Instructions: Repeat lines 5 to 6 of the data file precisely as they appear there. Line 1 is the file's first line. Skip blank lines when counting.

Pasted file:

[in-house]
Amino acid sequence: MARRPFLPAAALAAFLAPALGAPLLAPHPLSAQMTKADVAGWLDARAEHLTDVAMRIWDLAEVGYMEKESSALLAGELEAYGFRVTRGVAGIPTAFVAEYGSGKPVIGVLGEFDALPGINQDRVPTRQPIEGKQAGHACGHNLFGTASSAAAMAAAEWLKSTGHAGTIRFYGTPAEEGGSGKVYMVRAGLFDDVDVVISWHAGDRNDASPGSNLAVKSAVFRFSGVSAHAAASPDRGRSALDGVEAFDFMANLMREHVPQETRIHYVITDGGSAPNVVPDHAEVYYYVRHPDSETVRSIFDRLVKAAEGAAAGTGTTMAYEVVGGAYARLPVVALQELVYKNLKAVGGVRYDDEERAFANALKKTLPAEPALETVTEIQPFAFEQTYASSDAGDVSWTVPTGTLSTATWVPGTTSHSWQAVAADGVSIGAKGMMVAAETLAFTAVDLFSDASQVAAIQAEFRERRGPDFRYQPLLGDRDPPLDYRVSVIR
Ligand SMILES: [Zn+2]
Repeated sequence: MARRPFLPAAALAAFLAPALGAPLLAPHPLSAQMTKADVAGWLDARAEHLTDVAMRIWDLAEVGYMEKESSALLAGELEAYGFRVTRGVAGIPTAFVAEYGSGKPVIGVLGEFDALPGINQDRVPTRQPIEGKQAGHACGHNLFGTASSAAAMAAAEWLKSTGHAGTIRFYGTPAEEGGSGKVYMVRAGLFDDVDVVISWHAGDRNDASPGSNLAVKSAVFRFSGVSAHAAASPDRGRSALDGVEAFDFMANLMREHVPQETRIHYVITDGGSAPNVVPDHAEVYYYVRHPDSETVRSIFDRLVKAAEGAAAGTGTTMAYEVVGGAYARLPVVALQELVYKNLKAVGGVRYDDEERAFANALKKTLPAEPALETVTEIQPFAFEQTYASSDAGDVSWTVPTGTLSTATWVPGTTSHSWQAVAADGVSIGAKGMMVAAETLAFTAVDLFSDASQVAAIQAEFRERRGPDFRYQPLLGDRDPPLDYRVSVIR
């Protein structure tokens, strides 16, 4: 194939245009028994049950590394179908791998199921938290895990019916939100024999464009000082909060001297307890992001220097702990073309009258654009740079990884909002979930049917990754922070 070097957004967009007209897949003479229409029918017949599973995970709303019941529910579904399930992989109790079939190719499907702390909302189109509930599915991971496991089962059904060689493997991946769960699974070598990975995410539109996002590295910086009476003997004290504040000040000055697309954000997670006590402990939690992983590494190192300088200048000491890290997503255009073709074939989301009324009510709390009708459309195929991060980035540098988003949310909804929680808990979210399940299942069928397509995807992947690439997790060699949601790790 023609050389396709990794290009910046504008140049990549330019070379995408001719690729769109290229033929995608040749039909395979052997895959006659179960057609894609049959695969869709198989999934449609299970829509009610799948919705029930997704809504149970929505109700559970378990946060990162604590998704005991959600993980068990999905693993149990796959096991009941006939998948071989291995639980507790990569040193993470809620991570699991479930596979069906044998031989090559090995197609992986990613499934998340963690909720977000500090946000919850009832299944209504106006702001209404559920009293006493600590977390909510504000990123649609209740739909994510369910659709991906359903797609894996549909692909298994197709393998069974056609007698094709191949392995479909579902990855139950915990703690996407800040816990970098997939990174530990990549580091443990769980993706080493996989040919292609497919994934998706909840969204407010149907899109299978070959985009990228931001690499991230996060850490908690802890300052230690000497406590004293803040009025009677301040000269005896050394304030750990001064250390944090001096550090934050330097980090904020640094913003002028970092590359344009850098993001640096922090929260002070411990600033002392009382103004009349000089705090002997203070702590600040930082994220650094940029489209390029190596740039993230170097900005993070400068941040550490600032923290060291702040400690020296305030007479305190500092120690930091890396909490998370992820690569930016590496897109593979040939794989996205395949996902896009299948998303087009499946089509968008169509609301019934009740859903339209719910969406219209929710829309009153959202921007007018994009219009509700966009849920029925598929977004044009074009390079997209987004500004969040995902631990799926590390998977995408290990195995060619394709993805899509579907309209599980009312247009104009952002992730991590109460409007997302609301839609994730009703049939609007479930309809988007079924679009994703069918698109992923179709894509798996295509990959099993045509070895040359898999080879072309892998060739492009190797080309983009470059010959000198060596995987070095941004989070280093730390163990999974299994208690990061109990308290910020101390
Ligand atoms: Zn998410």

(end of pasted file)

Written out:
């Protein structure tokens, strides 16, 4: 194939245009028994049950590394179908791998199921938290895990019916939100024999464009000082909060001297307890992001220097702990073309009258654009740079990884909002979930049917990754922070 070097957004967009007209897949003479229409029918017949599973995970709303019941529910579904399930992989109790079939190719499907702390909302189109509930599915991971496991089962059904060689493997991946769960699974070598990975995410539109996002590295910086009476003997004290504040000040000055697309954000997670006590402990939690992983590494190192300088200048000491890290997503255009073709074939989301009324009510709390009708459309195929991060980035540098988003949310909804929680808990979210399940299942069928397509995807992947690439997790060699949601790790 023609050389396709990794290009910046504008140049990549330019070379995408001719690729769109290229033929995608040749039909395979052997895959006659179960057609894609049959695969869709198989999934449609299970829509009610799948919705029930997704809504149970929505109700559970378990946060990162604590998704005991959600993980068990999905693993149990796959096991009941006939998948071989291995639980507790990569040193993470809620991570699991479930596979069906044998031989090559090995197609992986990613499934998340963690909720977000500090946000919850009832299944209504106006702001209404559920009293006493600590977390909510504000990123649609209740739909994510369910659709991906359903797609894996549909692909298994197709393998069974056609007698094709191949392995479909579902990855139950915990703690996407800040816990970098997939990174530990990549580091443990769980993706080493996989040919292609497919994934998706909840969204407010149907899109299978070959985009990228931001690499991230996060850490908690802890300052230690000497406590004293803040009025009677301040000269005896050394304030750990001064250390944090001096550090934050330097980090904020640094913003002028970092590359344009850098993001640096922090929260002070411990600033002392009382103004009349000089705090002997203070702590600040930082994220650094940029489209390029190596740039993230170097900005993070400068941040550490600032923290060291702040400690020296305030007479305190500092120690930091890396909490998370992820690569930016590496897109593979040939794989996205395949996902896009299948998303087009499946089509968008169509609301019934009740859903339209719910969406219209929710829309009153959202921007007018994009219009509700966009849920029925598929977004044009074009390079997209987004500004969040995902631990799926590390998977995408290990195995060619394709993805899509579907309209599980009312247009104009952002992730991590109460409007997302609301839609994730009703049939609007479930309809988007079924679009994703069918698109992923179709894509798996295509990959099993045509070895040359898999080879072309892998060739492009190797080309983009470059010959000198060596995987070095941004989070280093730390163990999974299994208690990061109990308290910020101390
Ligand atoms: Zn998410």